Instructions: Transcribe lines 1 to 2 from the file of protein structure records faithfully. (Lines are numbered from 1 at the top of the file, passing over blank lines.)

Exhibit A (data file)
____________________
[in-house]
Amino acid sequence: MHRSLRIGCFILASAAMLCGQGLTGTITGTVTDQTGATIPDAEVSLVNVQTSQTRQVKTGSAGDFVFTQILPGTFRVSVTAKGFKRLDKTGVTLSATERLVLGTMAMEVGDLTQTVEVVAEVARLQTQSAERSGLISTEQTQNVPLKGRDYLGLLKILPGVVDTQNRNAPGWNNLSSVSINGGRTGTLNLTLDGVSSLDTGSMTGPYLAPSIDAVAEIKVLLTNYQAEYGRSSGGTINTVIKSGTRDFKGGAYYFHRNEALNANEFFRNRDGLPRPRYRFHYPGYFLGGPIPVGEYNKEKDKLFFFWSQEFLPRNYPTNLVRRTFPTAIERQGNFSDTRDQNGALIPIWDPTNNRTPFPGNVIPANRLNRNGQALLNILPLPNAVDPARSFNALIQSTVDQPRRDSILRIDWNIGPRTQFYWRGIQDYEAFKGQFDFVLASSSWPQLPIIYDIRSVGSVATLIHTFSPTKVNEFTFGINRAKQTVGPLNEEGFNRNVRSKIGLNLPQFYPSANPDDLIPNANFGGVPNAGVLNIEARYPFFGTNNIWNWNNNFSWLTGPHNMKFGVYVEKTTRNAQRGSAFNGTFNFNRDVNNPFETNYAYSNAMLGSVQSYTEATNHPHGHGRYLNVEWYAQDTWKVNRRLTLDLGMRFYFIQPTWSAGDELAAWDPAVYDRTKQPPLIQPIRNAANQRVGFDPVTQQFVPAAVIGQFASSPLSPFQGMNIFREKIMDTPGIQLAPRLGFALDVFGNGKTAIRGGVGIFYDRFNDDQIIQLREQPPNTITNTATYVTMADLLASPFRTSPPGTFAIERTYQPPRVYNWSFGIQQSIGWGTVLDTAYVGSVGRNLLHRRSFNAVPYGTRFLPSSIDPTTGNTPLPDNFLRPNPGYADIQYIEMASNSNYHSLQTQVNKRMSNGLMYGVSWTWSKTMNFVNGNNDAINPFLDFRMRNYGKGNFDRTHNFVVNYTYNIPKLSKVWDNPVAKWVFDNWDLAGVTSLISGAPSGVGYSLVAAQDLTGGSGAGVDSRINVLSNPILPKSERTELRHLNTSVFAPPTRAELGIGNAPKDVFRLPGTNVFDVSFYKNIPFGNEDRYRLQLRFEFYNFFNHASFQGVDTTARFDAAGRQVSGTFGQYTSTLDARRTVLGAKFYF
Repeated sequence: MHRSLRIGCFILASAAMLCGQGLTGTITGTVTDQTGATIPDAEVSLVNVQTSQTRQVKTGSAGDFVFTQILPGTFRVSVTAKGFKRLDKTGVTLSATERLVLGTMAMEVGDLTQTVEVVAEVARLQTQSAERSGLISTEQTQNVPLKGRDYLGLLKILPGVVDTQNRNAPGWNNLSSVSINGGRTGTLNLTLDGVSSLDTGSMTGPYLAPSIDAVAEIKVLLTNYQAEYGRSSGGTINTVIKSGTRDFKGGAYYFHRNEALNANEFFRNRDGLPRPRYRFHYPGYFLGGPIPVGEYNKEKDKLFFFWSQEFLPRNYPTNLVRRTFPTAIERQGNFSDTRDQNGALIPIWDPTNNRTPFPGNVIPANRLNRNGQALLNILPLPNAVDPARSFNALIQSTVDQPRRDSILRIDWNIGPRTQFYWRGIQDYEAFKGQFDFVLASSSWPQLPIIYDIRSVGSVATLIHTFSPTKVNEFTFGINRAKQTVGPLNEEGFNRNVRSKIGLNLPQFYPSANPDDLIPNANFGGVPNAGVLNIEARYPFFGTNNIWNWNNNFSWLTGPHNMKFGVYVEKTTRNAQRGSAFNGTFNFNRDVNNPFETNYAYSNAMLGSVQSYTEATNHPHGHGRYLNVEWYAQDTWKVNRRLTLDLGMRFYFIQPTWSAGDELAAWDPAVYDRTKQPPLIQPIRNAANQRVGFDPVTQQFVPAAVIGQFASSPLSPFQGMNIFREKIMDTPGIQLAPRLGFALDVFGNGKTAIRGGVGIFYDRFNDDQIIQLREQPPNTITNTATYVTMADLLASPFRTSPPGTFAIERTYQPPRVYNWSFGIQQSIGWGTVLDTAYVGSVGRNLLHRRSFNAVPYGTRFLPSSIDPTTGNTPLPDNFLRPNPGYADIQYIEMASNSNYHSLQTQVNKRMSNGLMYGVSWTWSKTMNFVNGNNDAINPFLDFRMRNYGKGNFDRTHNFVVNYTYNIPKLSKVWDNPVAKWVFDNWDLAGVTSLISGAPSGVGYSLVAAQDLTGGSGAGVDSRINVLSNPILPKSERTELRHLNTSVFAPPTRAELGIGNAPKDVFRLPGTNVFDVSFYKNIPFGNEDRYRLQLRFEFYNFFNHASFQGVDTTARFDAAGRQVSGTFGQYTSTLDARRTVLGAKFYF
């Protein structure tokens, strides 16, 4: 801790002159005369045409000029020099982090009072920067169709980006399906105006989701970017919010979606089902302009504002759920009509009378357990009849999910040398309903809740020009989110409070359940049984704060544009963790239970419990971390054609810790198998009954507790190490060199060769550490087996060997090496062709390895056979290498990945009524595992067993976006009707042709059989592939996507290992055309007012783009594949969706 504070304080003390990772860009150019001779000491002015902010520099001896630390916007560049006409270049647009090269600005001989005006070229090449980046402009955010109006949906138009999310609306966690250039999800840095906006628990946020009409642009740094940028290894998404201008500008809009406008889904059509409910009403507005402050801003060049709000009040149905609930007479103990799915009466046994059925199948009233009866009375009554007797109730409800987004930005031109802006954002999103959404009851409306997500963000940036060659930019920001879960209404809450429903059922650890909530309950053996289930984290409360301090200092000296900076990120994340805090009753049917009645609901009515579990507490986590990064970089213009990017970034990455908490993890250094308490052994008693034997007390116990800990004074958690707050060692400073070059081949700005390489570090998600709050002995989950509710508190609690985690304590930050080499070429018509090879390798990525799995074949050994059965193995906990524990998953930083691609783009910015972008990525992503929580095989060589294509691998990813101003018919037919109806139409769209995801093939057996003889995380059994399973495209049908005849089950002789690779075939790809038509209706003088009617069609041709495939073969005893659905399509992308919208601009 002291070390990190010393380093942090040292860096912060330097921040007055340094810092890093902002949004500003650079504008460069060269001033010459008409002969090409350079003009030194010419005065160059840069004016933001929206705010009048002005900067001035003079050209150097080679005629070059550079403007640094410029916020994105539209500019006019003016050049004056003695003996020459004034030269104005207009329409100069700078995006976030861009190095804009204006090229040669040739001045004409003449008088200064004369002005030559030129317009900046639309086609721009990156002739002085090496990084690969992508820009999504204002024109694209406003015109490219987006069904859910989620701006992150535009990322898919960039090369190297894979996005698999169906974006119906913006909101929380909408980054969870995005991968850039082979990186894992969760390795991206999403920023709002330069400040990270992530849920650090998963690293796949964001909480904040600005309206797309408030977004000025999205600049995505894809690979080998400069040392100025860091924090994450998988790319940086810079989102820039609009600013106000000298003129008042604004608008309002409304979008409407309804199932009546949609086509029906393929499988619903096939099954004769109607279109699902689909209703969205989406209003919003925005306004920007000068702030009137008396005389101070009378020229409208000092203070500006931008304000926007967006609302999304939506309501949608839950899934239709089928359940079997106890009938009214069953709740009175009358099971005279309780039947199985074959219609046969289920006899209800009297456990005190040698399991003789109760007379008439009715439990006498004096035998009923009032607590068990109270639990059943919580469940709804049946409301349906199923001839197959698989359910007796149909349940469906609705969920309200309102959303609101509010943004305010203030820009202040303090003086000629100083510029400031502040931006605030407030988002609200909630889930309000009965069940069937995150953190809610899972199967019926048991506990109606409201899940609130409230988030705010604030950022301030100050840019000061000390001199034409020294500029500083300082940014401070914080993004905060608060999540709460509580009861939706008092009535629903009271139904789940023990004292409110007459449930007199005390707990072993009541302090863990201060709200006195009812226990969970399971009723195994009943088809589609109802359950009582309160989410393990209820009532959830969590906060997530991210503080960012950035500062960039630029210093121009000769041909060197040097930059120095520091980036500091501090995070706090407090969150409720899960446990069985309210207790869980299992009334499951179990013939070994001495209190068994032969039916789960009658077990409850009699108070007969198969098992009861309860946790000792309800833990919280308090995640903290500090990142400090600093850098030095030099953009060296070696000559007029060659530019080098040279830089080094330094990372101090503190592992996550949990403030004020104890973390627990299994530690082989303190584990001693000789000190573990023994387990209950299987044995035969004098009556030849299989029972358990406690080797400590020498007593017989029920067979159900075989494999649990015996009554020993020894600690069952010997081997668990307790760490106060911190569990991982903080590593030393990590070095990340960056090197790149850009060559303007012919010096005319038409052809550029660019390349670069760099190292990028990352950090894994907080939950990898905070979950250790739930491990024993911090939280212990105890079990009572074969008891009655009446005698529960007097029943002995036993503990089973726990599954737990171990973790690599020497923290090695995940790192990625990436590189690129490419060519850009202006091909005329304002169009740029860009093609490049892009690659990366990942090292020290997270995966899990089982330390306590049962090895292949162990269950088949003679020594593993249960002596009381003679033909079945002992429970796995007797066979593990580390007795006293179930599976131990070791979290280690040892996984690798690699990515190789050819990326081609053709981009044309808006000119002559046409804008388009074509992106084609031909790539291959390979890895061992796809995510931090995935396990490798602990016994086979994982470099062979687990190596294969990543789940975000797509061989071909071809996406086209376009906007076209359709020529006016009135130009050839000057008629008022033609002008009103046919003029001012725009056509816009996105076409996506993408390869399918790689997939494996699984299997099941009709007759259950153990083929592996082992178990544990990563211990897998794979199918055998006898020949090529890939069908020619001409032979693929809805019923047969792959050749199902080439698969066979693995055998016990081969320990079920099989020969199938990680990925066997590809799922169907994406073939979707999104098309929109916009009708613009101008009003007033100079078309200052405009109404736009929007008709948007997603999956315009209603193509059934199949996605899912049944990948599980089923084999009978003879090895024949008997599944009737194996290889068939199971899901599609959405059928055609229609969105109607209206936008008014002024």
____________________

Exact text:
[in-house]
Amino acid sequence: MHRSLRIGCFILASAAMLCGQGLTGTITGTVTDQTGATIPDAEVSLVNVQTSQTRQVKTGSAGDFVFTQILPGTFRVSVTAKGFKRLDKTGVTLSATERLVLGTMAMEVGDLTQTVEVVAEVARLQTQSAERSGLISTEQTQNVPLKGRDYLGLLKILPGVVDTQNRNAPGWNNLSSVSINGGRTGTLNLTLDGVSSLDTGSMTGPYLAPSIDAVAEIKVLLTNYQAEYGRSSGGTINTVIKSGTRDFKGGAYYFHRNEALNANEFFRNRDGLPRPRYRFHYPGYFLGGPIPVGEYNKEKDKLFFFWSQEFLPRNYPTNLVRRTFPTAIERQGNFSDTRDQNGALIPIWDPTNNRTPFPGNVIPANRLNRNGQALLNILPLPNAVDPARSFNALIQSTVDQPRRDSILRIDWNIGPRTQFYWRGIQDYEAFKGQFDFVLASSSWPQLPIIYDIRSVGSVATLIHTFSPTKVNEFTFGINRAKQTVGPLNEEGFNRNVRSKIGLNLPQFYPSANPDDLIPNANFGGVPNAGVLNIEARYPFFGTNNIWNWNNNFSWLTGPHNMKFGVYVEKTTRNAQRGSAFNGTFNFNRDVNNPFETNYAYSNAMLGSVQSYTEATNHPHGHGRYLNVEWYAQDTWKVNRRLTLDLGMRFYFIQPTWSAGDELAAWDPAVYDRTKQPPLIQPIRNAANQRVGFDPVTQQFVPAAVIGQFASSPLSPFQGMNIFREKIMDTPGIQLAPRLGFALDVFGNGKTAIRGGVGIFYDRFNDDQIIQLREQPPNTITNTATYVTMADLLASPFRTSPPGTFAIERTYQPPRVYNWSFGIQQSIGWGTVLDTAYVGSVGRNLLHRRSFNAVPYGTRFLPSSIDPTTGNTPLPDNFLRPNPGYADIQYIEMASNSNYHSLQTQVNKRMSNGLMYGVSWTWSKTMNFVNGNNDAINPFLDFRMRNYGKGNFDRTHNFVVNYTYNIPKLSKVWDNPVAKWVFDNWDLAGVTSLISGAPSGVGYSLVAAQDLTGGSGAGVDSRINVLSNPILPKSERTELRHLNTSVFAPPTRAELGIGNAPKDVFRLPGTNVFDVSFYKNIPFGNEDRYRLQLRFEFYNFFNHASFQGVDTTARFDAAGRQVSGTFGQYTSTLDARRTVLGAKFYF